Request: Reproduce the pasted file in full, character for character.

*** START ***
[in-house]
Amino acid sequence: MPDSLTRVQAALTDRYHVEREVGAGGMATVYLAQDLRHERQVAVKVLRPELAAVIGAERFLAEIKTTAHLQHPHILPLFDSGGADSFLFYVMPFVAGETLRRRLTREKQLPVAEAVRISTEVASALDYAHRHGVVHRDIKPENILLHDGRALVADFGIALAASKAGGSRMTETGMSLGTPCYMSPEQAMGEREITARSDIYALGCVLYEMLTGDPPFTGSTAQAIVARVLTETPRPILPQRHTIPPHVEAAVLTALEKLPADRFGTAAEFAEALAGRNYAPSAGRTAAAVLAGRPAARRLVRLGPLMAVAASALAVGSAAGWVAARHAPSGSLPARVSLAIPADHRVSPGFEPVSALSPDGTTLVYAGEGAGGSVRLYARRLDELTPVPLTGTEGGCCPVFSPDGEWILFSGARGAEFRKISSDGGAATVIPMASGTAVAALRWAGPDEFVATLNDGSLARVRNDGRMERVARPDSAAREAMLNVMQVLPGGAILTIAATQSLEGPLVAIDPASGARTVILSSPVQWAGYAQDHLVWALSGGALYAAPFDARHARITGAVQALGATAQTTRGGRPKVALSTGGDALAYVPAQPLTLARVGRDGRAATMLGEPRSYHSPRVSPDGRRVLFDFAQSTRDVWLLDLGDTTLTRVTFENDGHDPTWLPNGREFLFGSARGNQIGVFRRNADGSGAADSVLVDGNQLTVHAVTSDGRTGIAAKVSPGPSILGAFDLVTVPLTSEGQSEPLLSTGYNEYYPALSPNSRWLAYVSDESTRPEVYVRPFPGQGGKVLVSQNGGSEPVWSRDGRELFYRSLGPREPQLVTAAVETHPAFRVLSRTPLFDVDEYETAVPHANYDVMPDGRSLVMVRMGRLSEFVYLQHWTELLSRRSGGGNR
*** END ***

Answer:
[in-house]
Amino acid sequence: MPDSLTRVQAALTDRYHVEREVGAGGMATVYLAQDLRHERQVAVKVLRPELAAVIGAERFLAEIKTTAHLQHPHILPLFDSGGADSFLFYVMPFVAGETLRRRLTREKQLPVAEAVRISTEVASALDYAHRHGVVHRDIKPENILLHDGRALVADFGIALAASKAGGSRMTETGMSLGTPCYMSPEQAMGEREITARSDIYALGCVLYEMLTGDPPFTGSTAQAIVARVLTETPRPILPQRHTIPPHVEAAVLTALEKLPADRFGTAAEFAEALAGRNYAPSAGRTAAAVLAGRPAARRLVRLGPLMAVAASALAVGSAAGWVAARHAPSGSLPARVSLAIPADHRVSPGFEPVSALSPDGTTLVYAGEGAGGSVRLYARRLDELTPVPLTGTEGGCCPVFSPDGEWILFSGARGAEFRKISSDGGAATVIPMASGTAVAALRWAGPDEFVATLNDGSLARVRNDGRMERVARPDSAAREAMLNVMQVLPGGAILTIAATQSLEGPLVAIDPASGARTVILSSPVQWAGYAQDHLVWALSGGALYAAPFDARHARITGAVQALGATAQTTRGGRPKVALSTGGDALAYVPAQPLTLARVGRDGRAATMLGEPRSYHSPRVSPDGRRVLFDFAQSTRDVWLLDLGDTTLTRVTFENDGHDPTWLPNGREFLFGSARGNQIGVFRRNADGSGAADSVLVDGNQLTVHAVTSDGRTGIAAKVSPGPSILGAFDLVTVPLTSEGQSEPLLSTGYNEYYPALSPNSRWLAYVSDESTRPEVYVRPFPGQGGKVLVSQNGGSEPVWSRDGRELFYRSLGPREPQLVTAAVETHPAFRVLSRTPLFDVDEYETAVPHANYDVMPDGRSLVMVRMGRLSEFVYLQHWTELLSRRSGGGNR